Jeff Cox is a finance editor with CNBC.com where he covers all aspects of the markets and monitors coverage of the financial markets and Wall Street. His stories are routinely among the most-read items on the site each day as he interviews some of the smartest and most well-respected analysts and advisors in the financial world.
Over the course of a journalism career that began in 1987, Cox has covered everything from the collapse of the financial system to presidential politics to local government battles in his native Pennsylvania.
Cox joined CNBC in 2007 just as the worst of the credit crisis was about to explode and as the website was still in the infancy of its new rollout.
He helped chronicle the collapse of Bear Stearns and then Lehman Brothers, writing insightful and important stories about the demise of some of Wall Street's leading names and how investors could navigate their way through the crisis. His articles are often picked up by other CNBC syndication partners such as Yahoo and AOL Money and have been cited in a number of national publications, including USA Today.
Prior to coming to CNBC, Cox worked at CNNMoney where he wrote a series of analyses, which were the first to tie the surging demand for ethanol to rising prices at the supermarket. He wrote extensively on alternative energy while at CNN and covered technology as well.
In his print career, Cox's writing and editing projects were honored on multiple occasions by the New Jersey Press Association and Pennsylvania Newspaper Association, which cited him twice for commentary, including a series of columns he wrote after the Sept. 11, 2001, terrorist attacks.
He also served as lead editor for award-winning projects on gangs, child molestation and the cost of education, a project on which he spoke at Columbia University. The cost of education series was honored by the NJPA for public service journalism.
In all, Cox spent 18 years in print, including nine years in senior editing positions.
A graduate of Bloomsburg University, Cox lives in Pennsylvania, on the Delaware River, with his wife, Mary Ellen.
Follow Jeff Cox on Twitter @JeffCoxCNBCcom.
Though they delivered mixed returns in 2010, corporate bonds are getting an increased amount of attention for 2011 as US companies look to stronger growth prospects and the hunt for yield intensifies.
Though historically low interest rates have been at the core of much of the rally across asset classes in 2010, that doesn't mean expected moves higher for rates in the year ahead will stop investors from making money.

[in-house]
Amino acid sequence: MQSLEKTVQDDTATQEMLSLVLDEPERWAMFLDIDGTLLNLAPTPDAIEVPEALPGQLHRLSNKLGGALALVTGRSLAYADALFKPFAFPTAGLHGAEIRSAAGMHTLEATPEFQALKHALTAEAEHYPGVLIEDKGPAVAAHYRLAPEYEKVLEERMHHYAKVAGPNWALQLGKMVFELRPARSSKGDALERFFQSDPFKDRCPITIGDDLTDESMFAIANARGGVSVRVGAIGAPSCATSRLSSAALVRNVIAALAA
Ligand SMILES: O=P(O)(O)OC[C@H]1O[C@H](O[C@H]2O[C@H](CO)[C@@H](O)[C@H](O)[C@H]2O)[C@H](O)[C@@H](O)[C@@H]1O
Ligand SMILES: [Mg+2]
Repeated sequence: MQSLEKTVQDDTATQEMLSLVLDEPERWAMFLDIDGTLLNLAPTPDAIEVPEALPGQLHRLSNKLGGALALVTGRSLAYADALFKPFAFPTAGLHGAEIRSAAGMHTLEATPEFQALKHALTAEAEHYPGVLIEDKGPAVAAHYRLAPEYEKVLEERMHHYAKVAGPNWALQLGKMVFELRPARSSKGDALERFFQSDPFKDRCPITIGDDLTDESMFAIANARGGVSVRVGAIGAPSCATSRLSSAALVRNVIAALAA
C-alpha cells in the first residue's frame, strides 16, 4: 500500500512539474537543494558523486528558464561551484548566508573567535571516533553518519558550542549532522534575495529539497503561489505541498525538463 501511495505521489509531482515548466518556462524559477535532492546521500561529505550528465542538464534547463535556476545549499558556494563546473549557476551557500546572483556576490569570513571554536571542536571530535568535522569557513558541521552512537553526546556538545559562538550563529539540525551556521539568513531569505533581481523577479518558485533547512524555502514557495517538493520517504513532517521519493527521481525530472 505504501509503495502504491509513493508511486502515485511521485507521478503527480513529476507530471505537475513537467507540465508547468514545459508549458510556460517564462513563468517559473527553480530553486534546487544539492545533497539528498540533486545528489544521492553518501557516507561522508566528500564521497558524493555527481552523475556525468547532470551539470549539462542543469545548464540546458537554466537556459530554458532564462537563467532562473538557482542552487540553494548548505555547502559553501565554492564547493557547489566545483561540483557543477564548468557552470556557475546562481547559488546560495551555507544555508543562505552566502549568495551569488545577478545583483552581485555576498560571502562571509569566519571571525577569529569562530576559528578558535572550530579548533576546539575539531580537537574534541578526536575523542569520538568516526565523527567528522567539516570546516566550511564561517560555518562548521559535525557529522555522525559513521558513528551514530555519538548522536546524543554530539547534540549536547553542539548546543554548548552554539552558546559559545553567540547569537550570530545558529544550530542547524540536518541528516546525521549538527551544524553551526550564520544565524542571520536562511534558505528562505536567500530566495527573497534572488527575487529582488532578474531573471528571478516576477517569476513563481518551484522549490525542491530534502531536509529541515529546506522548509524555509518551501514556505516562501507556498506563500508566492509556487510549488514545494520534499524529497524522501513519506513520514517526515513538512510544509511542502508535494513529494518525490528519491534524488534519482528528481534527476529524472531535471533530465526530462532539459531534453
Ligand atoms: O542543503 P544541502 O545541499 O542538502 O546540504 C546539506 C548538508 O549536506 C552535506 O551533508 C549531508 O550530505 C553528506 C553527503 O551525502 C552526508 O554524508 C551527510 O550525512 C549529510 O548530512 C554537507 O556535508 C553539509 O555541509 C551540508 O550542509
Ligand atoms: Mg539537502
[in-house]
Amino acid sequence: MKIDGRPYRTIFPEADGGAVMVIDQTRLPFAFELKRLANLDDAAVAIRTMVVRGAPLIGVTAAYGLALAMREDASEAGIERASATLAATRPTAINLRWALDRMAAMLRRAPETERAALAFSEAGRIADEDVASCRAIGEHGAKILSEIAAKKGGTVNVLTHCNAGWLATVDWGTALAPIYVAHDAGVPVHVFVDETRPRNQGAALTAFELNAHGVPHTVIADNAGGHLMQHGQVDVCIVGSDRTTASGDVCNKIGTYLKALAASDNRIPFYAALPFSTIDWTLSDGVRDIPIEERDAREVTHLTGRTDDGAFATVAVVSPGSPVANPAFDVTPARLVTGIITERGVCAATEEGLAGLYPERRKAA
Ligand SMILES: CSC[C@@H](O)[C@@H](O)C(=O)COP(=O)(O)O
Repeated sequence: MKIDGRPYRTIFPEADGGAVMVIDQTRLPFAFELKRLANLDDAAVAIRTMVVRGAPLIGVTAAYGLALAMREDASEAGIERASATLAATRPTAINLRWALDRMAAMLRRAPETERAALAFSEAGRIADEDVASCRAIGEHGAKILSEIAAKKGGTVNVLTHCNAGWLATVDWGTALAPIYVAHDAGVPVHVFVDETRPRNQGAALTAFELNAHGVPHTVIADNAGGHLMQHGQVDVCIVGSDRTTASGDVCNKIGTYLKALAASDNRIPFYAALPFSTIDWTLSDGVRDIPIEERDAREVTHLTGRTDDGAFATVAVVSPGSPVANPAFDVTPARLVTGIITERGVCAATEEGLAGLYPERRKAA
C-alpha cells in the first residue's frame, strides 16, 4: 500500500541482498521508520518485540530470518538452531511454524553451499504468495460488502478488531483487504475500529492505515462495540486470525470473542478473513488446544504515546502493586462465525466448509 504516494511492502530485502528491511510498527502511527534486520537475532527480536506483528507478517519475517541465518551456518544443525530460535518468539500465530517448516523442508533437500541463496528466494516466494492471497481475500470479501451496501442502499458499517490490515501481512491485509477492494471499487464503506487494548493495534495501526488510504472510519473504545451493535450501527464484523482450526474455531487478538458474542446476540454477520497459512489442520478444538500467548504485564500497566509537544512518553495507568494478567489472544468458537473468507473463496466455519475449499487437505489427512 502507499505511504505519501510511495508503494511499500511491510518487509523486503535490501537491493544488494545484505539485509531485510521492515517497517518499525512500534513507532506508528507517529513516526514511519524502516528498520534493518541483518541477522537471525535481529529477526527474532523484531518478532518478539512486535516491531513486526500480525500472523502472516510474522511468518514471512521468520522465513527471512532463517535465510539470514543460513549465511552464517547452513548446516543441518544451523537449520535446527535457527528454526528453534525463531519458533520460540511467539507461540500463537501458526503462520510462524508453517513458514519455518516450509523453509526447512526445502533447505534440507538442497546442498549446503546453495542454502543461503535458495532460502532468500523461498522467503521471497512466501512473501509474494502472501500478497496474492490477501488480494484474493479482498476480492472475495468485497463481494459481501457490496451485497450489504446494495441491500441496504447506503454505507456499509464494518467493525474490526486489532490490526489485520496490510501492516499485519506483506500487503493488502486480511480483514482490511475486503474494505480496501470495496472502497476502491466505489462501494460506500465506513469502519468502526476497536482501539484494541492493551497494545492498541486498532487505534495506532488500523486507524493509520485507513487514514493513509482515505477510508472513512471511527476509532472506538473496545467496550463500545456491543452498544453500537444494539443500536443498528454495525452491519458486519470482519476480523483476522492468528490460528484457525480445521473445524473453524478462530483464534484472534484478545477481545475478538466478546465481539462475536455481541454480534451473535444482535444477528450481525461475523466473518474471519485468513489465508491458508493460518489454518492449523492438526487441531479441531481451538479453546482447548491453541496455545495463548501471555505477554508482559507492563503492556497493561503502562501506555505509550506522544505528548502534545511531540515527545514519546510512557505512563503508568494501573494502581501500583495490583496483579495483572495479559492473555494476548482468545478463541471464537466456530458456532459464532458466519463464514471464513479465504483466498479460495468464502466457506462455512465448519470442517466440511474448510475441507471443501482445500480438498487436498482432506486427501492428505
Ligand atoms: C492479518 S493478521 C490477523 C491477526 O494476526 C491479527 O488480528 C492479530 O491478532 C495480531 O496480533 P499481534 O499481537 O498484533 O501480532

US equity funds, out of favor through most of this year even as the stock market was posting double-digit gains, could come back in fashion as investors start peeling money away from bonds and emerging markets in the year ahead.
Despite the shabby state of government finances in the US, Pimco's Bill Gross says now is the time to be buying municipal bonds.
The weak dollar-strong stocks trade - a friend for the market but an enemy of the economy - has been unwinding for the past two months and is adding fuel to hopes that 2011 will be a profitable year on Wall Street.
With investor sentiment bubbling at levels comparable to just before the market's historic highs in 2007, now may be the time to pull back some before the froth gets out of hand.
The rise in oil prices could be just getting started, posing opportunities for investors—as well as challenges for consumers and hopes for US economic growth.
Bond king Bill Gross' move into preferred stocks could act as a catalyst for an investment class struggling to regain its luster after the financial system collapse.
Investment firms have sharply increased the protection they buy to protect against macroeconomic shocks.
David Einhorn's Greenlight Capital has increased its bet on Greece's Alpha Bank, making it a top five holding.
Happy Thursday. A word of advice: Don't get your hopes up for Jobs Friday. It's not going to be pretty.
Highlights from the billionaire activist investor's wide-ranging interview on CNBC's Squawk Box Wednesday.
The founder of a hedge fund with $21 billion under management provided three investing rules and three favorite stocks.
Former executives at Dewey & LeBoeuf were accused of using accounting gimmicks to fool banks and investors.
Will the bull run continue? The question is whether conditions are ripe for economic growth and corporate earnings to rise.